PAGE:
How it works
Four sprinters, in the same designated lane, each run 100m to complete a lap of the track. During their individual legs they have to carry a baton that must be passed to the next runner within a 20m changeover box that’s situated 10m before and 10m after the start of each subsequent leg. The outgoing runner usually runs at full speed with an arm stretched out behind in order to receive the baton. Failure to adhere to the baton-changing rules results in a team’s disqualification. Slick handovers can compensate for a lack of basic speed – but dropping the baton is a regular occurrence.
The first team across the finish line, baton in hand, wins.
Though the concept can be traced to Ancient Greece, where a 'message stick' was delivered via a series of couriers, modern relays emulate the charity races organised by the New York fire service in the 1880s, in which red pennants were handed over every 300 yards.
The first Olympic relay took place in 1908 – but was split into two legs of 200m, followed by one of 400m and another of 800m. The first Olympic 4x100m relay for men was held in 1912; the first for women was held in 1928.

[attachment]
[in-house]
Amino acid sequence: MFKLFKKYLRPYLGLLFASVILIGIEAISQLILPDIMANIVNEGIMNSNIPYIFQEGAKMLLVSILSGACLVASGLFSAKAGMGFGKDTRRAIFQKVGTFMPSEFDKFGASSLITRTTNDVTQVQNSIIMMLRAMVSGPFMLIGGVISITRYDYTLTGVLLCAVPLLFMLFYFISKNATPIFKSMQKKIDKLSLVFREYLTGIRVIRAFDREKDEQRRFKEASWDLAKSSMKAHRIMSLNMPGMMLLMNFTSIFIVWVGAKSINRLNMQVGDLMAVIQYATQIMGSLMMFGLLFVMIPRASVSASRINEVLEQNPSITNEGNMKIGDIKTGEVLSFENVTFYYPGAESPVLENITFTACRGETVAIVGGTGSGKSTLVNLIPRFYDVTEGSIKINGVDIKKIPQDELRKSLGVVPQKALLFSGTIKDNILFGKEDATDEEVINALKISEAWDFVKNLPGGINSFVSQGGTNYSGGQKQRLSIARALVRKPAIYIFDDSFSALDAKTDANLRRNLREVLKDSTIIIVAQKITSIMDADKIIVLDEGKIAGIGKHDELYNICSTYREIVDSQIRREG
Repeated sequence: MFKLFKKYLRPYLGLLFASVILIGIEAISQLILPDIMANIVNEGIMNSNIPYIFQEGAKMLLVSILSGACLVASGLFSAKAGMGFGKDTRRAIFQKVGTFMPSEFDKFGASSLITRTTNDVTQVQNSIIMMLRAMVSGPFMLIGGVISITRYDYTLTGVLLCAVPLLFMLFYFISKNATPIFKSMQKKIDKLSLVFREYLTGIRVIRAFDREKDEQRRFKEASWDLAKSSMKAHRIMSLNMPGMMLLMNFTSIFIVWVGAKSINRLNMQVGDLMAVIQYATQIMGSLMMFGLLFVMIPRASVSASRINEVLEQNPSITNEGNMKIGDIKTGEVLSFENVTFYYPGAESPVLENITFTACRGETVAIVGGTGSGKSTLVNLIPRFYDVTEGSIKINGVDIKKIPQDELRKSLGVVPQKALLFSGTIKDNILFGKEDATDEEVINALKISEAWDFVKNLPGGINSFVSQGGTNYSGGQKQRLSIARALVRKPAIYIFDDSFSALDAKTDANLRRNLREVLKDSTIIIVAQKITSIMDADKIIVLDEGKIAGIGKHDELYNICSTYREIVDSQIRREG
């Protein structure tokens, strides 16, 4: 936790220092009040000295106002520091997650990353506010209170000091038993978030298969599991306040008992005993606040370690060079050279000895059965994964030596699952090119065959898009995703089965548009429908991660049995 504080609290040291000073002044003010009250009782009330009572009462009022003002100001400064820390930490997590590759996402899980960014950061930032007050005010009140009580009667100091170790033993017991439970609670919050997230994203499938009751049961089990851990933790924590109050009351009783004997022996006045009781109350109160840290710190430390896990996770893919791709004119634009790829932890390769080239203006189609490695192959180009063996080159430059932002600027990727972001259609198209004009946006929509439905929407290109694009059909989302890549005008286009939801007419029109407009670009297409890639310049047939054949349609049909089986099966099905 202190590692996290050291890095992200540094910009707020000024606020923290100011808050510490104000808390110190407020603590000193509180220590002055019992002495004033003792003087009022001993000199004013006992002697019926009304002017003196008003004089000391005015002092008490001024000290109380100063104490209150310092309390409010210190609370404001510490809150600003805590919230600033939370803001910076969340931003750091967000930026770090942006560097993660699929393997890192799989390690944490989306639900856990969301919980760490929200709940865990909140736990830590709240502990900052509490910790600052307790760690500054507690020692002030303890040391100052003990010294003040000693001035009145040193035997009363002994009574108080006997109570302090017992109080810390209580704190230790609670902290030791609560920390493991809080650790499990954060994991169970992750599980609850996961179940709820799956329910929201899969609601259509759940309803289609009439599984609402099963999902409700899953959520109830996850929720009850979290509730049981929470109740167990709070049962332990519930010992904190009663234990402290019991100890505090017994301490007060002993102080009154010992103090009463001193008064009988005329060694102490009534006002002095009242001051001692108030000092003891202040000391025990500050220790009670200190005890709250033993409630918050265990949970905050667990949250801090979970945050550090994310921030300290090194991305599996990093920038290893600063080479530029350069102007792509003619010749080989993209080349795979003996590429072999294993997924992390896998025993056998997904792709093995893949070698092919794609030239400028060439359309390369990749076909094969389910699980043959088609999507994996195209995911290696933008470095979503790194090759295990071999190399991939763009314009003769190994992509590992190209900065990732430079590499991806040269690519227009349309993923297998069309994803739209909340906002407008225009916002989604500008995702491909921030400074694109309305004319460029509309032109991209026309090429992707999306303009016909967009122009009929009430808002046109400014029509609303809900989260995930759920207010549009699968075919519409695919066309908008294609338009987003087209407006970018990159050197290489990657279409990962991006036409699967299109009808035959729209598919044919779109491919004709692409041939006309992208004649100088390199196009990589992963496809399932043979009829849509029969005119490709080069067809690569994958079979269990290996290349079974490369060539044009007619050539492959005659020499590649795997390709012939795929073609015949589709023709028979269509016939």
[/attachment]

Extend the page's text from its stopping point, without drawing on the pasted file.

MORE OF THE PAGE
Did you know
When Usain Bolt ran the final leg for Jamaica at the 2012 Olympics, his final 100m – with a rolling start – was timed at 8.70 seconds.
The USA has traditionally dominated the men’s event. Between 1920 and 1976 US men won all but one Olympic title – an impressive record for an event where mistakes are common. USA also holds the women’s world record at 40.82. But on the men’s side in recent years it is Jamaica who have rewritten the record books, becoming the first team in history to run faster than 37 seconds.
The legendary sprinter ran the anchor leg on five US squads that broke the world record between 1983 and 1992.
The US sprinter ran on three consecutive Olympic gold-medal-winning teams between 1984 and 1992, the latter coming when she was 35 years old.